Kukiat Soitong and Wantana Sriratanasak, Rice Department, Bangkok, Thailand
In the years of 2009 and 2010, planthopper outbreaks threatened rice production in parts of Thailand, Philippines, Indonesia, India, Bangladesh, Malaysia and China. Light trap records from Chainat province showed that planthopper populations increased by more than 100,000 folds. Rice production in Thailand lost more than a million tons. The Office of Agricultural Economics reported a total production loss value of US$ 51.2 million for the 2010 dry season. Since planthopper problems are insecticide induced, the Rice Department working with IRRI and TABA (Thai Agro Business Association) launched a ban of cypermethrin and abamectin, two commonly used resurgence causing insecticides in rice.
The floods in many parts of the Central Plains halted rice growing for several months. Many of the natural enemy habitats were submerged and thus new rice cultivations can be vulnerable to planthopper invasions. Vulnerability to planthopper outbreaks is further increased when fields are sprayed in the early season with insecticides, especially those that are the resurgence causing, like cypermethrin and abamectin. In early February of 2012, outbreaks were reported in Chachoengsao where planthoppers had damaged more than 2000 hectares. Reports of outbreaks surfaced from the Angthong and Suphan Buri and about 1,000 hectares were affected (Nation News Channel on 7 February.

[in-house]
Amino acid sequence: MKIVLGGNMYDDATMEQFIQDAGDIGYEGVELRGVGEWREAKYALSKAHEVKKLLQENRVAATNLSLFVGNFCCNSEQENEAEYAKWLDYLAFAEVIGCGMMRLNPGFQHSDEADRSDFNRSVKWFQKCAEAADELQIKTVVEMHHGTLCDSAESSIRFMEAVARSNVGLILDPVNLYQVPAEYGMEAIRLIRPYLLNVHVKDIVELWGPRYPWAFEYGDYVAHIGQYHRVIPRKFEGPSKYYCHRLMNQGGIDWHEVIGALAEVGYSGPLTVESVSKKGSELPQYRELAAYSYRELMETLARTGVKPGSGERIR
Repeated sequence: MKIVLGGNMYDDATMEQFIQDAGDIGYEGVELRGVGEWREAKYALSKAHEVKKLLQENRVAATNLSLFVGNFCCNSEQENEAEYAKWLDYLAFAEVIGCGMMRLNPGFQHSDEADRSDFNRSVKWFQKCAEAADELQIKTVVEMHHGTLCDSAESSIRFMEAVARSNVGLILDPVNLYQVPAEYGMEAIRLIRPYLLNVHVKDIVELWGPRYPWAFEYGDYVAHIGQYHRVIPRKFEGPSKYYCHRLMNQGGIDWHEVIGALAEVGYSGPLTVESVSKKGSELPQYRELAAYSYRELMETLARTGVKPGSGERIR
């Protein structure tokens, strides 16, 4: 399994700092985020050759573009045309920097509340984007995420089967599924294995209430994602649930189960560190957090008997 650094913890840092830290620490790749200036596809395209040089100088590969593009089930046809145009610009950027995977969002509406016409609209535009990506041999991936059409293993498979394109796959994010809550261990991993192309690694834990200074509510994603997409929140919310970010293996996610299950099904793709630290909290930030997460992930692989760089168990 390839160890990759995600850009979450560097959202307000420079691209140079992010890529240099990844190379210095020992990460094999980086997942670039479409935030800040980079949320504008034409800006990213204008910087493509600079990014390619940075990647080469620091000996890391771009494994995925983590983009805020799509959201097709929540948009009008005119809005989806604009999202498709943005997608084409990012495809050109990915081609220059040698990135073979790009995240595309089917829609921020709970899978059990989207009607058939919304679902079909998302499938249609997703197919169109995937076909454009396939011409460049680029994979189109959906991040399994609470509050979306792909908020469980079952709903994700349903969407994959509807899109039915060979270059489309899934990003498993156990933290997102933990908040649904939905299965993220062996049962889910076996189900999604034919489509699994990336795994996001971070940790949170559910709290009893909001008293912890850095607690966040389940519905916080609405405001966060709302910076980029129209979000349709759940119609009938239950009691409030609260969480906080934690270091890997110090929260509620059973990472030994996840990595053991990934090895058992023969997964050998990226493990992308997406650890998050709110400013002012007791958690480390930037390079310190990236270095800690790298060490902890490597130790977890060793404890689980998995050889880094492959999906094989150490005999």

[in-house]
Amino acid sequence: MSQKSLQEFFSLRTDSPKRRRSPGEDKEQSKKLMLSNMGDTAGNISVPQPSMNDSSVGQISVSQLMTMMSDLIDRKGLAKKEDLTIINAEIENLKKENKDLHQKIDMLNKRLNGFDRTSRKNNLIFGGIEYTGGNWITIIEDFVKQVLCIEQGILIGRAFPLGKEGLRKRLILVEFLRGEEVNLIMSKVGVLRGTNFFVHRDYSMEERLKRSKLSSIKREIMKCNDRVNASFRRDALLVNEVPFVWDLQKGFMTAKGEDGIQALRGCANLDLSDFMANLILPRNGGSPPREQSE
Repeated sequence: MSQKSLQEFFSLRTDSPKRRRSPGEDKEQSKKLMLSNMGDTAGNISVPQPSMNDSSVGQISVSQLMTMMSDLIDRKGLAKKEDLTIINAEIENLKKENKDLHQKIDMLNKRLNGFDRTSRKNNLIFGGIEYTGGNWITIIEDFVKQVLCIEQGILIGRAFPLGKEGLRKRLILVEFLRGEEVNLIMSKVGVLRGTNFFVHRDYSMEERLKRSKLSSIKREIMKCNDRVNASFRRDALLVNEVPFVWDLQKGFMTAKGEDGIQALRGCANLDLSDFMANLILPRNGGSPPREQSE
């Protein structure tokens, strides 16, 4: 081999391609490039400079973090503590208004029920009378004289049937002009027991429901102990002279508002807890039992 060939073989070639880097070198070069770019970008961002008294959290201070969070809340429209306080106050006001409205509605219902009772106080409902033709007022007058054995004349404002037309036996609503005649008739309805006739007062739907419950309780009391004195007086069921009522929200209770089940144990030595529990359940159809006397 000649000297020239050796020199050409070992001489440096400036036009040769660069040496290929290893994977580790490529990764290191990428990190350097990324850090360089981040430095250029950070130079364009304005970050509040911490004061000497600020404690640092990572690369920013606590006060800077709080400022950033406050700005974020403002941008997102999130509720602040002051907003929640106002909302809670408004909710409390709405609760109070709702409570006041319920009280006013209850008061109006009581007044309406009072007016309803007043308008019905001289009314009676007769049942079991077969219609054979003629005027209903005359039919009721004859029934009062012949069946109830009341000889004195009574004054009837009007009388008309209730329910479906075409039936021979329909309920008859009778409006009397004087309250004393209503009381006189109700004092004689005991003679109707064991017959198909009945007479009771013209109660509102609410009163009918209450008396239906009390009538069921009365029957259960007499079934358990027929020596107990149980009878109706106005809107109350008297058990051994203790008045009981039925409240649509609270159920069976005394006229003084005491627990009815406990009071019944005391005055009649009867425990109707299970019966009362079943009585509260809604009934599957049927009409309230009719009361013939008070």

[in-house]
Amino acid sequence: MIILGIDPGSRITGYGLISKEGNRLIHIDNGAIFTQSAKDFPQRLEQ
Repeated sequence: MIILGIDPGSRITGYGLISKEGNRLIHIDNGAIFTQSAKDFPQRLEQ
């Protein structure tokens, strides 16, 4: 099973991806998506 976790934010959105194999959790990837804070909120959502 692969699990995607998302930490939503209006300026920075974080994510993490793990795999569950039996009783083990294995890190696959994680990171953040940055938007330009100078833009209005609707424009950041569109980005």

On 9 February 2012, together with IRRI scientists, Drs Bas Bouman, Division Head and K.L. Heong, Principal Scientist, we visited Ban Sue in Pathum Tani. About 20 farmers in the village were experiencing hopperburn. One farmer, Khun Chan, said that he had sprayed cypermethrin seven (7) times and when hopperburn started, he changed the insecticide and sprayed at 2 day intervals. A women farmer described how, about a month ago, BPH first invaded her home and subsequently her field had hopperburn. She had also used cypermethrin early in the season.
Although the banning of cypermethrin was announced in June last year, posters have been distributed and many farmers know about the ban, cypermethrin continues to be used by farmers. Khun Chan said he knew that cypermethrin is not to be used in rice, but the local pesticide retailer had recommended the product and he followed the advice of the retailer. He further added that the retailer should be the one to blame as he depended on his advice. This illustrates the urgent need for Rice Department to intensify the Sustainable Planthopper Management Program and work together with TABA and the pesticide regulators to prevent the use of early season spraying and resurgence causing pesticides.
It seems inevitable that planthoppers will continue to threaten rice production in Thailand this year. Although comprehensive programs and campaigns have been launched in attempts to prevent outbreaks, most of the activities have not penetrated sufficiently. At the grass root levels, farmers continue to be victims of wrong advice from untrained retailers. Pesticides continue to be marketed as FMCGs in violation of the FAO Code of Conduct, misused in multiple mixtures and as prophylactic sprays. Fixing the root causes of insecticide misuses and planthopper outbreaks, is likely to take some time and strong political will.